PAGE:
Learn to Kayak: Adventure on water
Novices in kayaking can opt for a Recreational Kayak, which is easy to steer and has better balance (photo by Bryan Goh/SportSG).
By John Yeong
As temperatures soared to a sweltering 35 degrees Celsius over the weekend, many of my friends opted to take refuge in the comfort of their air-conditioned gyms for their weekly dose of exercise. A wise option perhaps, but that won't cut it if you're an outdoors type person looking for a fun alternative, and aren’t afraid of getting a bit wet in the process.
The latest Sports 101 series with ActiveSG takes our team to the Paddle Lodge at the serene MacRitchie Reservoir, where we were lucky enough to rub shoulders with Singapore’s very own Olympian Geraldine Lee and her Team Singapore teammates Tay Zi Qiang and Annabelle Ng. It was the perfect opportunity for beginners like Lecia and myself to pick up some tips on Kayaking.
Differences between Kayak and Canoe
So what should any novice kayaker take note of? We spoke to Zi Qiang, who gave us the low down on telling the difference between a canoe and a kayak, a common predicament most people unfamiliar with the two sports have.
Not only do the two come from different origins in history, there are also telling differences in the types of boats used, the paddles for each and even the position adopted in them.
Kayaking generally involves sitting in the boat, with legs oustretched, and a double blade paddle while Canoeing sees the canoeist adopting a kneeling position, and using a single blade paddle, much like those used in dragon boating.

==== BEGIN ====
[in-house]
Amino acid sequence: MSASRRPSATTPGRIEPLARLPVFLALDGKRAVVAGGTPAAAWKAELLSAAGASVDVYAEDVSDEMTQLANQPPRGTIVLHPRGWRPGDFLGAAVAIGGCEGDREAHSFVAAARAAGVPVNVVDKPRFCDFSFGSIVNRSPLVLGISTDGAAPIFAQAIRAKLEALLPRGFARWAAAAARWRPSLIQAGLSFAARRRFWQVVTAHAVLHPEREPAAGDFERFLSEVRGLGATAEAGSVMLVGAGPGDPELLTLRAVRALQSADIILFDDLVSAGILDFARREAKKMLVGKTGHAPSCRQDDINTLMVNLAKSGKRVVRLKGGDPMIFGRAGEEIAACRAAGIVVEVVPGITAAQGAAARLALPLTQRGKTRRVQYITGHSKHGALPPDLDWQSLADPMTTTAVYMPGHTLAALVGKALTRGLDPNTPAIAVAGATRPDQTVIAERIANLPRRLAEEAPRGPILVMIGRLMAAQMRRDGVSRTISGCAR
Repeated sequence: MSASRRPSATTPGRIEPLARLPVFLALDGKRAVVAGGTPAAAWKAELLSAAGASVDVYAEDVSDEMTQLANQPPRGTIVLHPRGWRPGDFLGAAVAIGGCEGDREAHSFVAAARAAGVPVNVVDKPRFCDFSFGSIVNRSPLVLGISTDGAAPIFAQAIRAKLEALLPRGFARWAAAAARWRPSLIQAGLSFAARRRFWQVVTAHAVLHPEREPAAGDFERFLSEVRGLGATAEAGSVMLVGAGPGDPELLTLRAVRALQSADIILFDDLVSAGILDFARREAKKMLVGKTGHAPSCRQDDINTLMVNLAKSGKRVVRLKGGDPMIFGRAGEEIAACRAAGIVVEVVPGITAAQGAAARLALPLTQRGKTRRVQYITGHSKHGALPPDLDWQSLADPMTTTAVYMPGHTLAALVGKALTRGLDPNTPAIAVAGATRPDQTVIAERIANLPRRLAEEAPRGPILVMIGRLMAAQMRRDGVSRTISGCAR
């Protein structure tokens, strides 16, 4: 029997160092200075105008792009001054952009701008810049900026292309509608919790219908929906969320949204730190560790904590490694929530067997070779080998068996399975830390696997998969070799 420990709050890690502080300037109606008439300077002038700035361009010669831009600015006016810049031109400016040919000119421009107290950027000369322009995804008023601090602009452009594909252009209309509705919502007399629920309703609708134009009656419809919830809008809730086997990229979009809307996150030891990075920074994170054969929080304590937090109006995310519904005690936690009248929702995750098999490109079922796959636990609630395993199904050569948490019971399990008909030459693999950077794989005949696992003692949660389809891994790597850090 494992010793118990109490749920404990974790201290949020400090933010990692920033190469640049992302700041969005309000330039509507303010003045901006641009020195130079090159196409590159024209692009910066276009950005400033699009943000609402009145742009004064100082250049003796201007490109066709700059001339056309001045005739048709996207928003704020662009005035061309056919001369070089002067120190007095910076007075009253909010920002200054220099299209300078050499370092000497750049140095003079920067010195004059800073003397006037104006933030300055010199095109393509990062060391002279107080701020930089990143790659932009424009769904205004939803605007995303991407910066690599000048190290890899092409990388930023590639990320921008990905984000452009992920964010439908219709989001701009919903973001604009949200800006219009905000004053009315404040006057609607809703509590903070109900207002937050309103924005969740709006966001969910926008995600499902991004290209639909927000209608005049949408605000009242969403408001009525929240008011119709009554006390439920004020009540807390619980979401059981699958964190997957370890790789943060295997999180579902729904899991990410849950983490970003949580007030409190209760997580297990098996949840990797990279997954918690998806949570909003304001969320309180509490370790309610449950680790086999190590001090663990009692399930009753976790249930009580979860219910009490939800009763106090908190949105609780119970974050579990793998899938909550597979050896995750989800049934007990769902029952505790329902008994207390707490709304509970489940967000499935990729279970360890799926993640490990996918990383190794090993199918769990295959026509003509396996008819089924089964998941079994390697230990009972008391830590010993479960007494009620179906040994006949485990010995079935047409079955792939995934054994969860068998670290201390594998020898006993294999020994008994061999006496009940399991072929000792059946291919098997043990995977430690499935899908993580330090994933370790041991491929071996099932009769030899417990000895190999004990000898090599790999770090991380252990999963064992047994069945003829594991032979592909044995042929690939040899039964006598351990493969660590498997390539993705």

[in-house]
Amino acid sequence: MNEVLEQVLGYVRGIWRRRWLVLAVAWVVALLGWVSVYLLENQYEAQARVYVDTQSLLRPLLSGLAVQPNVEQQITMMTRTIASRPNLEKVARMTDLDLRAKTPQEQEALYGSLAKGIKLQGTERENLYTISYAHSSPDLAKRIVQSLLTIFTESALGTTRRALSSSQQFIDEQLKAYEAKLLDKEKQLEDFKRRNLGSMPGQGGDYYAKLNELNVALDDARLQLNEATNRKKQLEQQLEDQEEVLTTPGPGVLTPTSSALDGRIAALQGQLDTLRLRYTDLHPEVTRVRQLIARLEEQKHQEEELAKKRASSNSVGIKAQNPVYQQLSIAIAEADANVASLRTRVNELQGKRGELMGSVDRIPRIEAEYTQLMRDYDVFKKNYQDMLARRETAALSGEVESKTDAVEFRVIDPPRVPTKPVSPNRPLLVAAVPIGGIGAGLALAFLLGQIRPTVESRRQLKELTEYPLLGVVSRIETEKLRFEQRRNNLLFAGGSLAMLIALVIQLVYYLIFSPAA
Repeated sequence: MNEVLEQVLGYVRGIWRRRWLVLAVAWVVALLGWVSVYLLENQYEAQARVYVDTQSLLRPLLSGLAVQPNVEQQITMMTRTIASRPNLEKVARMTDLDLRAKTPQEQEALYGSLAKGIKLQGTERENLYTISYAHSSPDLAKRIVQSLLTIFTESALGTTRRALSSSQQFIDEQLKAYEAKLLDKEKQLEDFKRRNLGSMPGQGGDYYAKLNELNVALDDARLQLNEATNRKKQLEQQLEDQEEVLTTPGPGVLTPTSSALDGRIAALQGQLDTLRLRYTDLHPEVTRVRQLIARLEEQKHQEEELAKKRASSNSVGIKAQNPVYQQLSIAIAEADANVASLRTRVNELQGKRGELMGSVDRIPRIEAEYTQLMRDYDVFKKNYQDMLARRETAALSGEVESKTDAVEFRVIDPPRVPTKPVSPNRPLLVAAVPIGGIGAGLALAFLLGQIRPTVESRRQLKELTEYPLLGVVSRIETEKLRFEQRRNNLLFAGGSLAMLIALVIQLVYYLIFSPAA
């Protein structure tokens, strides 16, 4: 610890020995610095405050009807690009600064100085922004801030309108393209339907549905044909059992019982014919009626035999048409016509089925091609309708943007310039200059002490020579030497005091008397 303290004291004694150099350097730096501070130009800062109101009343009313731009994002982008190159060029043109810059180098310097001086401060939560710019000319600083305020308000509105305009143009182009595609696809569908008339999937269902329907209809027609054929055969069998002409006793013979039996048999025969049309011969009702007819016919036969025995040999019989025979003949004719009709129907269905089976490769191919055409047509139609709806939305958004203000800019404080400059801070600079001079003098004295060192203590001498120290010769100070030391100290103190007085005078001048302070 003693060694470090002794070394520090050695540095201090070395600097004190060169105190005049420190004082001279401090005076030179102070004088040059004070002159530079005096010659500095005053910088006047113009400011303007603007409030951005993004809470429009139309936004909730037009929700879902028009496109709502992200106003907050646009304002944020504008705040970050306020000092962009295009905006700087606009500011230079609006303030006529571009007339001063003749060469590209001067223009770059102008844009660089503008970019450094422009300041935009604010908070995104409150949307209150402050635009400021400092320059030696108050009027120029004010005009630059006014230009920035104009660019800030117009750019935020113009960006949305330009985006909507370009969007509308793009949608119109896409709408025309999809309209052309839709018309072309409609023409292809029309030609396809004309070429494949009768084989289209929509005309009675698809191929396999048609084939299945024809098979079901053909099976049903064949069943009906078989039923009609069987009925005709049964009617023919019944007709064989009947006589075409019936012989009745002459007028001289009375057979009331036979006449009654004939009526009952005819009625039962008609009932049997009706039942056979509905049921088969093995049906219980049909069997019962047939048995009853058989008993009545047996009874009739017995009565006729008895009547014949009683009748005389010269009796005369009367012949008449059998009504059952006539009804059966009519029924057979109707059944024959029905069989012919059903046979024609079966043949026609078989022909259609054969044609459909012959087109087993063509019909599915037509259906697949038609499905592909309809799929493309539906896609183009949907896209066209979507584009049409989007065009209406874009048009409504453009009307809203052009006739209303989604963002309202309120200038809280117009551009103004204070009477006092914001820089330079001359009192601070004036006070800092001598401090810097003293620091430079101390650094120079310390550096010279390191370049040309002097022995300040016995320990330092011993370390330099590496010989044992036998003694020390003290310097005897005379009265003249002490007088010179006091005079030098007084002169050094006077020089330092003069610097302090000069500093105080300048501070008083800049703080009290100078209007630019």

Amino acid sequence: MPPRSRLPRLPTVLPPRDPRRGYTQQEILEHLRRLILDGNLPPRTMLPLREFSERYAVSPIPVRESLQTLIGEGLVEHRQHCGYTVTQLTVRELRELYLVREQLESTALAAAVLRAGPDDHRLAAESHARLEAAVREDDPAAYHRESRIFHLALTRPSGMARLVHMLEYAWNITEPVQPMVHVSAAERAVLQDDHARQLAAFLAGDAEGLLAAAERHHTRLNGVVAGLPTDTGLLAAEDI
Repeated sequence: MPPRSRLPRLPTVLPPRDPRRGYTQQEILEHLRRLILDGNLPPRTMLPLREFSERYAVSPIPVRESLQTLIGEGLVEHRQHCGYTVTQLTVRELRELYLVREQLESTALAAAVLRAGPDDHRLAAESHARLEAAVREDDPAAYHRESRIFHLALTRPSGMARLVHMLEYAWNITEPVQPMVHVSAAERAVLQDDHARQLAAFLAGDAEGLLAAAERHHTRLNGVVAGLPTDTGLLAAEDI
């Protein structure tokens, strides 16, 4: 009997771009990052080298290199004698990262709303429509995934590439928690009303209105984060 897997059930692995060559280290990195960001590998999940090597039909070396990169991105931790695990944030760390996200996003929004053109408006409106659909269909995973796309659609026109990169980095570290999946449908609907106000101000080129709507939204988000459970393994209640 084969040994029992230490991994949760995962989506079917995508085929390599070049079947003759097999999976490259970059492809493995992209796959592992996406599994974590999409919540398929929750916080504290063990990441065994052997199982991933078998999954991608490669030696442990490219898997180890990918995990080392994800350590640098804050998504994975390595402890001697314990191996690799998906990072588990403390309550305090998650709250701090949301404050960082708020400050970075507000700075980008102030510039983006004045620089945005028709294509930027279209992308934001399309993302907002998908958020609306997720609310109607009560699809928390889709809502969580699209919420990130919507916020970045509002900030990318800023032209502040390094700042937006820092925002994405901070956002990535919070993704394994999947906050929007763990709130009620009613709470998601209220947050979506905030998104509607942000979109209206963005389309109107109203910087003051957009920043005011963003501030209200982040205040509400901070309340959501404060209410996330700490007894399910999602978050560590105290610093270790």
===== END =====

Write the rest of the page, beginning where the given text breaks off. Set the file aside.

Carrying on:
There is also a distinct difference between competitive kayaks and recreational kayaking, with many competitive kayaks generally having rudders attached to help with turning the boat.
Basic Moves for Recreational Kayaking
Our conversation with Geraldine took us to the topic of recreational kayaking, and although shy and reluctant at first, she duly obliged to show us three basic moves for beginners: turning left, turning right, and stopping.
Basically to turn left when moving forward, the kayaker needs to thrust the blade of his/her paddle out to the left side of the boat at a forward angle and sweep the blade backwards. The same applies with turning right when moving forward, except that the kayaker now sweeps his paddle on the right side of the kayak.
When stopping, thrust the blade of the paddle vertically into the water with the blade facing forward. You will feel water resistance against the blade, take the blade out of the water abruptly, and thrust the other blade of the paddle into the other side of the boat to repeat the process. Jabbing the blades into the water aggressively on both sides of the boat quickly allows you to make a quick stop.
Watching our Team Singapore kayakers have so much fun in the water really tempted Lecia and I, and so we decided to get our hands dirty. Stumbling clumsily into the rubber dinghy, our attempts at executing Geraldine's instructions were far from the desired outcome to say the least. But while our brief adventure on MacRitchie's peaceful waters turned out to be more playful than studious, we are completely sold on the idea of kayaking as a sport for families and friends - not just to sweat it out but for the fun it brings.
So the next time you feel like taking a break from your monotonous gym routine on a hot day, why not take your family to MacRitchie's Paddle Lodge for a kayak session instead?
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